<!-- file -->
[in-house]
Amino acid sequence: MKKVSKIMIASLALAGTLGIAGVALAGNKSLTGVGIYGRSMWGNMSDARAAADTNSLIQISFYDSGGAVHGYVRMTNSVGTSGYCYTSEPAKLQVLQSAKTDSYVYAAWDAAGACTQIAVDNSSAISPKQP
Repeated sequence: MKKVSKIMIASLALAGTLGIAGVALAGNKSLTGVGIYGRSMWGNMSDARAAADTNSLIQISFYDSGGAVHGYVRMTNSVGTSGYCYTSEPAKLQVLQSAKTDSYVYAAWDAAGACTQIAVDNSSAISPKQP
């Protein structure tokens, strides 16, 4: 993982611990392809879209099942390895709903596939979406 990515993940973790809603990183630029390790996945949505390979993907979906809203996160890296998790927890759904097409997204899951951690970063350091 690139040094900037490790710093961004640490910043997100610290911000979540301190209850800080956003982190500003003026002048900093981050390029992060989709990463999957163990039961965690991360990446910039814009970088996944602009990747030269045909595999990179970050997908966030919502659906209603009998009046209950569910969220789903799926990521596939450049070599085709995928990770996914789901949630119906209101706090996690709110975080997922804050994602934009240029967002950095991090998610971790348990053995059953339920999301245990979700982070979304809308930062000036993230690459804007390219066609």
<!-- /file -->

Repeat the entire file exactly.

[in-house]
Amino acid sequence: MKKVSKIMIASLALAGTLGIAGVALAGNKSLTGVGIYGRSMWGNMSDARAAADTNSLIQISFYDSGGAVHGYVRMTNSVGTSGYCYTSEPAKLQVLQSAKTDSYVYAAWDAAGACTQIAVDNSSAISPKQP
Repeated sequence: MKKVSKIMIASLALAGTLGIAGVALAGNKSLTGVGIYGRSMWGNMSDARAAADTNSLIQISFYDSGGAVHGYVRMTNSVGTSGYCYTSEPAKLQVLQSAKTDSYVYAAWDAAGACTQIAVDNSSAISPKQP
């Protein structure tokens, strides 16, 4: 993982611990392809879209099942390895709903596939979406 990515993940973790809603990183630029390790996945949505390979993907979906809203996160890296998790927890759904097409997204899951951690970063350091 690139040094900037490790710093961004640490910043997100610290911000979540301190209850800080956003982190500003003026002048900093981050390029992060989709990463999957163990039961965690991360990446910039814009970088996944602009990747030269045909595999990179970050997908966030919502659906209603009998009046209950569910969220789903799926990521596939450049070599085709995928990770996914789901949630119906209101706090996690709110975080997922804050994602934009240029967002950095991090998610971790348990053995059953339920999301245990979700982070979304809308930062000036993230690459804007390219066609």